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ASBMT Pharmacy SIG Reports Growth, Opportunities for Pharmacists

TOP - May 2015, Vol 8, No 2

San Diego, CA—The American Society for Blood and Marrow Trans­plantation (ASBMT) Pharmacy Special Interest Group (SIG) is rapidly growing in both membership and opportunities, according to Jamie F. Shapiro, PharmD, BCOP, Clinical Pharmacy Coordinator, Stem Cell Transplant, and Chair of the ASBMT Pharmacy SIG.

Dr Shapiro, Clinical Pharmacy Coordinator of Stem Cell Transplant at Moffitt Cancer Center, Tampa, FL, presented a SIG update at the ASBMT’s 2015 BMT Tandem Meetings, held February 11 to 15. “Our membership is rapidly growing,” Dr Shapiro said in an interview with The Oncology Pharmacist. “We increased from 99 members last year to 240 now, a 41% growth in just 1 year.” She attributed the increase to outreach that informs oncology pharmacists of the benefits of membership in the Pharmacy SIG, which was initiated 3 years ago.

Recruitment initiatives are ongoing. One of these initiatives is greater exposure through a booth exchange between the Pharmacy SIG and Hematology/Oncology Pharmacy Association (HOPA); each organization waives the $6000 booth fee for the other at their respective meetings. The Pharmacy SIG also sends letters to postgraduate second-year directors, highlighting the benefits of membership, which include—in addition to opportunities for networking and leadership—reduced membership fees for residents in training. ASBMT, as a whole, has now followed the lead of the Pharmacy SIG and reduced its membership fees for trainees.

This is just one example of trends that are being set by the Pharmacy SIG as it assumes a larger role within ASBMT, Dr Shapiro explained. “The ASBMT board is extremely happy with what our SIG has done, and they are supporting our new initiatives,” she said. “They are looking to use us as one of the leaders among all the SIGs. We have been paving the way for many things that other committees have adopted.” For example, the Pharmacy SIG was the first to develop a First Practitioner Award and a Lifetime Achievement Award, which other SIGs now have.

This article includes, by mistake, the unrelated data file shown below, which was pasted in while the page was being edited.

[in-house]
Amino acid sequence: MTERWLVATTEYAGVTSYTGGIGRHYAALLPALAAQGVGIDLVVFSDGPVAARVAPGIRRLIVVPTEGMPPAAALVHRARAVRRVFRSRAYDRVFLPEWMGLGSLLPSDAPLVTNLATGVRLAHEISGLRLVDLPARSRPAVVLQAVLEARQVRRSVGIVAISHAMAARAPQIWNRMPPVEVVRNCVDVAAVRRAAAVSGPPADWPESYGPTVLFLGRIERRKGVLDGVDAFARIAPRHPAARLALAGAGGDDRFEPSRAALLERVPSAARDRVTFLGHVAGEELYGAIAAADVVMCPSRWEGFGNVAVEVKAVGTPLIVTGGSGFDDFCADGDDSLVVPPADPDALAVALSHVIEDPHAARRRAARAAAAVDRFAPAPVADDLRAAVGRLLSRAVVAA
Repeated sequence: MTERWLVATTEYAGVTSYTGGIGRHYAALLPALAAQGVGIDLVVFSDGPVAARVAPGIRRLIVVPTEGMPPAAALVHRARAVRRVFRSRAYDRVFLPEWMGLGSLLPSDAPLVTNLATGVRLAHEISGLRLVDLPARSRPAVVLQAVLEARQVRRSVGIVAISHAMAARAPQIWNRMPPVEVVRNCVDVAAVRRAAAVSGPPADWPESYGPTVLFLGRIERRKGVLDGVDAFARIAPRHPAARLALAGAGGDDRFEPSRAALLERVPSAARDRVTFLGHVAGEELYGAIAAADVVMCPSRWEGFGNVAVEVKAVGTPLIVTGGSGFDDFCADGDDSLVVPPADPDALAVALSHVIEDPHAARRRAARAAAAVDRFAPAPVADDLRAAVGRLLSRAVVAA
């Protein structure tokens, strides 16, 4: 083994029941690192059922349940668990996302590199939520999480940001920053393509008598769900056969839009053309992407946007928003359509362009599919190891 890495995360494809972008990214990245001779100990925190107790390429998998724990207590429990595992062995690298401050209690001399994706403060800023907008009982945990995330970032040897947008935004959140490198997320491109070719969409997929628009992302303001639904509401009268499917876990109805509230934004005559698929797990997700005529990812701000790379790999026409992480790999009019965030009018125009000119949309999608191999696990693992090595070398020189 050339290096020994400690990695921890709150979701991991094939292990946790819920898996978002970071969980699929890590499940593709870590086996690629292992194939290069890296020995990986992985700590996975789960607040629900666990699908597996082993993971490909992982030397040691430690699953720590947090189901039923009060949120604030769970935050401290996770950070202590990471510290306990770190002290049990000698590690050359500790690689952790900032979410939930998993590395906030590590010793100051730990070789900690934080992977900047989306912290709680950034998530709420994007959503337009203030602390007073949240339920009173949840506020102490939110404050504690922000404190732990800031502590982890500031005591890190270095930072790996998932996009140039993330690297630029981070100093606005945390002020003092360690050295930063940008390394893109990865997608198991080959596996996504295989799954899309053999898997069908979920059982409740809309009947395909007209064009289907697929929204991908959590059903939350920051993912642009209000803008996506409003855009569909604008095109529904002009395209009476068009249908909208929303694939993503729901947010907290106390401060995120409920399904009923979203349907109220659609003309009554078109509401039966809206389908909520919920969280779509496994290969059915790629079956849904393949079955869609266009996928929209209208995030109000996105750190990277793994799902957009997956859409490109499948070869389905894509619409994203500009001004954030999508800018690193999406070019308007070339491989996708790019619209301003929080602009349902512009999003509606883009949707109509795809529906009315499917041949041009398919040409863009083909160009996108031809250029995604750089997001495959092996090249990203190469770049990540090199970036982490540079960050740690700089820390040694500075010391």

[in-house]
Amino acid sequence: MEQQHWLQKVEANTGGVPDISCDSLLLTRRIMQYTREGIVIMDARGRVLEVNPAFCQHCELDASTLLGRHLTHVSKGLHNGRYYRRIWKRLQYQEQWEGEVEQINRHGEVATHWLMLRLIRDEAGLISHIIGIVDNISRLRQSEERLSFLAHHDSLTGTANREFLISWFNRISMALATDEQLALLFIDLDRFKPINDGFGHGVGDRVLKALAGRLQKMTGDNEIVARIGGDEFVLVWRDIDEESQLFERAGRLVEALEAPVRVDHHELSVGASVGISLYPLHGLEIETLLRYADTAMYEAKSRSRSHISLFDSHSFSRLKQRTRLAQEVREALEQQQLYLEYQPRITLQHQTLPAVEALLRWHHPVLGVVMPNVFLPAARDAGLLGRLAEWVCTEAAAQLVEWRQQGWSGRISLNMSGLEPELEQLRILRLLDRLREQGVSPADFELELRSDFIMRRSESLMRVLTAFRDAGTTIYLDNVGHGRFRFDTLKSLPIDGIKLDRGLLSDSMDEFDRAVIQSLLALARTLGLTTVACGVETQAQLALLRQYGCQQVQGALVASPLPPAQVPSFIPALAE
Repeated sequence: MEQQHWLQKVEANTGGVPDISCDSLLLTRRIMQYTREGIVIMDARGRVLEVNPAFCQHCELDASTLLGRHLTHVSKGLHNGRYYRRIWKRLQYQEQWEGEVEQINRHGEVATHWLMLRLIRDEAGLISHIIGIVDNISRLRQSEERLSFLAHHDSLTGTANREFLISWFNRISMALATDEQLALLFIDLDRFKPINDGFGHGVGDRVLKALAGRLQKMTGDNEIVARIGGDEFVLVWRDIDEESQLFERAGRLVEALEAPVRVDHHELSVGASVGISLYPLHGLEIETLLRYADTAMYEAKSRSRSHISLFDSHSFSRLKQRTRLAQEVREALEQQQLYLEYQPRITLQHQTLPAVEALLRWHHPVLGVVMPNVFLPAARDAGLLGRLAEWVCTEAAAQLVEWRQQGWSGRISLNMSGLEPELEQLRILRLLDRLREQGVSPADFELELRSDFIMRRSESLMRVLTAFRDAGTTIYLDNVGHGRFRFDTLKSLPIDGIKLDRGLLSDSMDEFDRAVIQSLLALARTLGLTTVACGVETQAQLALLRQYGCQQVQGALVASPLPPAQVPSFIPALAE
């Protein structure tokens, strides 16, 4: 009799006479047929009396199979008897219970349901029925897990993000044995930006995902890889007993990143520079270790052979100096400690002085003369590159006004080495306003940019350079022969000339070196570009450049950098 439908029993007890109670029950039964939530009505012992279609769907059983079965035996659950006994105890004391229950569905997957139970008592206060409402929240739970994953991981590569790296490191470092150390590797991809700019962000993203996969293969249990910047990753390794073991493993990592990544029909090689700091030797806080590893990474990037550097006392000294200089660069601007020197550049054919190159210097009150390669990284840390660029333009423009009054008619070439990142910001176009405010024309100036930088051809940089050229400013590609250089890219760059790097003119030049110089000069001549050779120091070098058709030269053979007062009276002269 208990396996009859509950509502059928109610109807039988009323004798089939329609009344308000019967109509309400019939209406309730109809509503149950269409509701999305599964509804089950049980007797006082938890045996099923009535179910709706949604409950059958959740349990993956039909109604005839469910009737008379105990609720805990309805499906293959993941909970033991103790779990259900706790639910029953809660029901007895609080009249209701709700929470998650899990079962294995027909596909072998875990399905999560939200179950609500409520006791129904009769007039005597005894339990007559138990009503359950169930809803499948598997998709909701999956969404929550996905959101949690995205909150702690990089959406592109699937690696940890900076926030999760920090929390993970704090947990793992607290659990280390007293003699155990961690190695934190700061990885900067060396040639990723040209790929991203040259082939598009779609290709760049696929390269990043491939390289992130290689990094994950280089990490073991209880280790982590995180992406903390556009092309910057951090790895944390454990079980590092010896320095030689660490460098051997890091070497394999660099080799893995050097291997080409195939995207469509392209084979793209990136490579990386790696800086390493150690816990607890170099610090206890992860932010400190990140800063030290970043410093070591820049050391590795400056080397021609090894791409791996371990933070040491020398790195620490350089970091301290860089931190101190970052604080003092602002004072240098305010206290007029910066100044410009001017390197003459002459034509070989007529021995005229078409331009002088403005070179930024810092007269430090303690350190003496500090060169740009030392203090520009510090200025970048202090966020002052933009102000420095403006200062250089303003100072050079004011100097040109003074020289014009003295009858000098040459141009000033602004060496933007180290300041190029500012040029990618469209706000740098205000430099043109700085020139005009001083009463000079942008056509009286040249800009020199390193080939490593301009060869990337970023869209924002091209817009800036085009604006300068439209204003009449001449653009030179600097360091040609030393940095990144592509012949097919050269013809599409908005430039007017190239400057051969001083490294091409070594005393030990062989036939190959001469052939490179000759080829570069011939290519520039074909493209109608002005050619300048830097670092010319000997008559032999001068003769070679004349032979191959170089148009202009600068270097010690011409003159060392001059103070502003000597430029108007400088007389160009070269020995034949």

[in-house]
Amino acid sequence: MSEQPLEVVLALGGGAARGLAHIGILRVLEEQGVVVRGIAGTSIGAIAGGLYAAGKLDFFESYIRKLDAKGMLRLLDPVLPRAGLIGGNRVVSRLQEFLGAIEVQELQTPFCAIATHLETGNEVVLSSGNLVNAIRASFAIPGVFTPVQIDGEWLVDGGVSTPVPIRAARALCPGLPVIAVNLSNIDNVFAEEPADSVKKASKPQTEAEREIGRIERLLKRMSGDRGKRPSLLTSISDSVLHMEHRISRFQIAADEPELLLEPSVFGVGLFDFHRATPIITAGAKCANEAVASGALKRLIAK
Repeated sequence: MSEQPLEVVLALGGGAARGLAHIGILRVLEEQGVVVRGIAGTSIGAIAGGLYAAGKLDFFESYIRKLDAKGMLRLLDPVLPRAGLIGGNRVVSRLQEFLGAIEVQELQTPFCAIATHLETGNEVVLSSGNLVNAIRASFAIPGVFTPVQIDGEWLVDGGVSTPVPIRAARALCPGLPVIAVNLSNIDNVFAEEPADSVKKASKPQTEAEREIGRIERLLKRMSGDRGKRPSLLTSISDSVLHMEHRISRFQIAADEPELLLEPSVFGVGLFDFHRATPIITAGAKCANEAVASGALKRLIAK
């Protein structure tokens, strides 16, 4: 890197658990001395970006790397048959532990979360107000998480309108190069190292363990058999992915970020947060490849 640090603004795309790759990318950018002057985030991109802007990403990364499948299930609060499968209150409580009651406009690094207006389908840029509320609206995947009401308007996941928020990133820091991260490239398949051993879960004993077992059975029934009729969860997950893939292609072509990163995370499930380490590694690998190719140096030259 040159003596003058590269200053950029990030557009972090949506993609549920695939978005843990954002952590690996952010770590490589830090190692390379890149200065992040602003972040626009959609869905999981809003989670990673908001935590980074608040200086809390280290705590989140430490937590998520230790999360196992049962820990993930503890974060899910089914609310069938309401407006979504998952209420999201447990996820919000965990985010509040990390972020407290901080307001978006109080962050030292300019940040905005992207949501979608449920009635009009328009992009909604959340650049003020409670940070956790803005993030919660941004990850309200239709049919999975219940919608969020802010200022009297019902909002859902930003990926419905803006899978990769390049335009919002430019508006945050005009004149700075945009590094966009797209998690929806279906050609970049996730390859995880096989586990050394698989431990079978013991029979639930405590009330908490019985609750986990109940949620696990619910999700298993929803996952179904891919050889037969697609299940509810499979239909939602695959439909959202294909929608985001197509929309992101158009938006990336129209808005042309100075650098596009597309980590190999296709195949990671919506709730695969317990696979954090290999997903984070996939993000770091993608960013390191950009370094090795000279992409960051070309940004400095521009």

Strengthening the Pharmacist’s Role in FACT

Through the Pharmacy SIG’s efforts, the role of the pharmacist in the Foundation for the Accreditation of Cellular Therapy (FACT) will be strengthened. In the new, sixth edition of FACT, which sets standards for transplant centers, the responsibilities and contributions of the oncology pharmacist as part of the multidisciplinary team have become more well-defined. This is an improvement over past editions, where these roles were weak and vague, she explained.

The new edition also indicates that a pharmacist’s training will include an overview of cellular processes, therapeutic drug monitoring, and adjustment of drugs for organ dysfunction. It also recommends that pharmacists be involved in the development of guidelines and standard operating procedures. The pharmacist’s role has therefore been made more clinical, according to Dr Shapiro.

Advocacy Efforts

The Board of Pharmacy Specialties (BPS) recently solicited feedback regarding its report on BPS Pharmacy Specialty Structure and Framework, and its proposal for the creation of subspecialty designations within the stem-cell transplant community. “Our Advocacy and Policy Committee wanted to speak on behalf of pharmacists working in transplant, so we surveyed bone marrow transplant pharmacists via a Listserv to get their thoughts on the issue,” Dr Shapiro explained. “We had 81 responses; 45 in favor of subspecialty designation, and 36 against it.” Based on the survey responses, the Pharmacy SIG commented that:

  • A subspecialty designation will recognize that practicing in transplant does require additional knowledge and practice, beyond that of Board-Certified Oncology Pharmacist
  • Subspecialty designation is not likely to create new job opportunities, justify more full-time employees, or increase compensation
  • Members would rather earn more continuing education credits, versus taking an examination
  • Members would consider added qualifications if subspecialty designation is not adopted.

“We indicated to BPS that we recognize that obtaining subspecialty designation requires additional knowledge, although most respondents did not feel that this would create more job opportunities,” Dr Shapiro said.

Other Accomplishments

The main accomplishment of the Communications Committee was to publish 3 newsletters during the year, and to maintain and update the content on the ASBMT Pharmacy SIG website. A new initiative will be a monthly e-mail update, which will be a review of recent literature relevant to transplant. “As we grow, we are also adding new opportunities for learning,” Dr Shapiro commented.

The Education Committee held its third Fundamentals of Transplant course after the March HOPA meeting. The 2014 course attracted a 34% increase in attendees over the previous year. There is also an online case series housed on the Pharmacy SIG website that is associated with lectures given at the BMT Pharmacists’ Conference, a part of the Tandem Meetings. Future educational initiatives will further diversify the ways that Pharmacy SIG members can stay up to date, she added.

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